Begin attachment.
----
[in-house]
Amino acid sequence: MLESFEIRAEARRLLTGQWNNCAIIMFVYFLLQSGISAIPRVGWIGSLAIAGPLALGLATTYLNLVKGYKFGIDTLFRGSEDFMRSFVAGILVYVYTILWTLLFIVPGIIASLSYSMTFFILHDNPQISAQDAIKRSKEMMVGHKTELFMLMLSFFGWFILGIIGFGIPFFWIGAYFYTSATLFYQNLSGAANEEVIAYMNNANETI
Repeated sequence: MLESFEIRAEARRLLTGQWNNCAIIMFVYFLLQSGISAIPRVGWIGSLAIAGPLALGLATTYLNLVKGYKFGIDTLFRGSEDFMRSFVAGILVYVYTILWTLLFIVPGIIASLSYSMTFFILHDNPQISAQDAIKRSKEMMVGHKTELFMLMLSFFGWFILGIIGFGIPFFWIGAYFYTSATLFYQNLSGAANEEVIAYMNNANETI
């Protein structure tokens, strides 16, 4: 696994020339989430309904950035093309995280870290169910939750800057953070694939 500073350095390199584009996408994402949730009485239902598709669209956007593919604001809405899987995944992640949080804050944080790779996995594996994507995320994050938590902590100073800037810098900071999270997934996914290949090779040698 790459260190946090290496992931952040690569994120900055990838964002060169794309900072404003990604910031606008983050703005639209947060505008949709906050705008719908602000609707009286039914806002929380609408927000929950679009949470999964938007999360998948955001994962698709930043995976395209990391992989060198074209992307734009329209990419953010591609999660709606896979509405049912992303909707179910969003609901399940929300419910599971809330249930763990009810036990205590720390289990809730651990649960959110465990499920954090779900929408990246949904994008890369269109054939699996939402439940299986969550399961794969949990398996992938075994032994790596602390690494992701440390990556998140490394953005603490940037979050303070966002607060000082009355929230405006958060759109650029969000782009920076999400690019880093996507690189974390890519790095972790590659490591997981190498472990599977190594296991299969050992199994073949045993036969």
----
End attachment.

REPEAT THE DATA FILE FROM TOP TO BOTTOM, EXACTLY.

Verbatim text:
[in-house]
Amino acid sequence: MLESFEIRAEARRLLTGQWNNCAIIMFVYFLLQSGISAIPRVGWIGSLAIAGPLALGLATTYLNLVKGYKFGIDTLFRGSEDFMRSFVAGILVYVYTILWTLLFIVPGIIASLSYSMTFFILHDNPQISAQDAIKRSKEMMVGHKTELFMLMLSFFGWFILGIIGFGIPFFWIGAYFYTSATLFYQNLSGAANEEVIAYMNNANETI
Repeated sequence: MLESFEIRAEARRLLTGQWNNCAIIMFVYFLLQSGISAIPRVGWIGSLAIAGPLALGLATTYLNLVKGYKFGIDTLFRGSEDFMRSFVAGILVYVYTILWTLLFIVPGIIASLSYSMTFFILHDNPQISAQDAIKRSKEMMVGHKTELFMLMLSFFGWFILGIIGFGIPFFWIGAYFYTSATLFYQNLSGAANEEVIAYMNNANETI
């Protein structure tokens, strides 16, 4: 696994020339989430309904950035093309995280870290169910939750800057953070694939 500073350095390199584009996408994402949730009485239902598709669209956007593919604001809405899987995944992640949080804050944080790779996995594996994507995320994050938590902590100073800037810098900071999270997934996914290949090779040698 790459260190946090290496992931952040690569994120900055990838964002060169794309900072404003990604910031606008983050703005639209947060505008949709906050705008719908602000609707009286039914806002929380609408927000929950679009949470999964938007999360998948955001994962698709930043995976395209990391992989060198074209992307734009329209990419953010591609999660709606896979509405049912992303909707179910969003609901399940929300419910599971809330249930763990009810036990205590720390289990809730651990649960959110465990499920954090779900929408990246949904994008890369269109054939699996939402439940299986969550399961794969949990398996992938075994032994790596602390690494992701440390990556998140490394953005603490940037979050303070966002607060000082009355929230405006958060759109650029969000782009920076999400690019880093996507690189974390890519790095972790590659490591997981190498472990599977190594296991299969050992199994073949045993036969």